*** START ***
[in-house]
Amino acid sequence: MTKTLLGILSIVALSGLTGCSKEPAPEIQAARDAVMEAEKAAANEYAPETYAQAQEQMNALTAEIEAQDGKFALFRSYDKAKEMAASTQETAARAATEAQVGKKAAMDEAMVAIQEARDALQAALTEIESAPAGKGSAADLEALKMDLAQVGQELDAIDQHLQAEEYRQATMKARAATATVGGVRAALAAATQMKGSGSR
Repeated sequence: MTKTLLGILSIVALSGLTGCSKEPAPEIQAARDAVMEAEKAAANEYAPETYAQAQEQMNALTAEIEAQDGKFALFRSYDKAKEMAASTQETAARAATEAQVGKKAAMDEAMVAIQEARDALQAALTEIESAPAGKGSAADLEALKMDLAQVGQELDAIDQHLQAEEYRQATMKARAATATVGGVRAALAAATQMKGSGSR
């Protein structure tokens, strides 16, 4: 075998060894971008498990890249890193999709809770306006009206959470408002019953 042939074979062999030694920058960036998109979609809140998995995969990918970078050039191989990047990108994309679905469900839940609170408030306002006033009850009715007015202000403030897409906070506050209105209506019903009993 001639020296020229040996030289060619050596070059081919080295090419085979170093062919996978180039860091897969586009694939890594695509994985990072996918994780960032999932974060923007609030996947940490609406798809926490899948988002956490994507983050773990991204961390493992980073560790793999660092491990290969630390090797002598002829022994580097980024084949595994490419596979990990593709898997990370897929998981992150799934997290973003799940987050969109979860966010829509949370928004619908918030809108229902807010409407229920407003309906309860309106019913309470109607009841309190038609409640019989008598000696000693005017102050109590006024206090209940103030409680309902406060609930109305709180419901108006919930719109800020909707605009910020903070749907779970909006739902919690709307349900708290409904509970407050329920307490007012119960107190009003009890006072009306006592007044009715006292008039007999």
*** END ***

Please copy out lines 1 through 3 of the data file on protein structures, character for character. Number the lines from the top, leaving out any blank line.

[in-house]
Amino acid sequence: MTKTLLGILSIVALSGLTGCSKEPAPEIQAARDAVMEAEKAAANEYAPETYAQAQEQMNALTAEIEAQDGKFALFRSYDKAKEMAASTQETAARAATEAQVGKKAAMDEAMVAIQEARDALQAALTEIESAPAGKGSAADLEALKMDLAQVGQELDAIDQHLQAEEYRQATMKARAATATVGGVRAALAAATQMKGSGSR
Repeated sequence: MTKTLLGILSIVALSGLTGCSKEPAPEIQAARDAVMEAEKAAANEYAPETYAQAQEQMNALTAEIEAQDGKFALFRSYDKAKEMAASTQETAARAATEAQVGKKAAMDEAMVAIQEARDALQAALTEIESAPAGKGSAADLEALKMDLAQVGQELDAIDQHLQAEEYRQATMKARAATATVGGVRAALAAATQMKGSGSR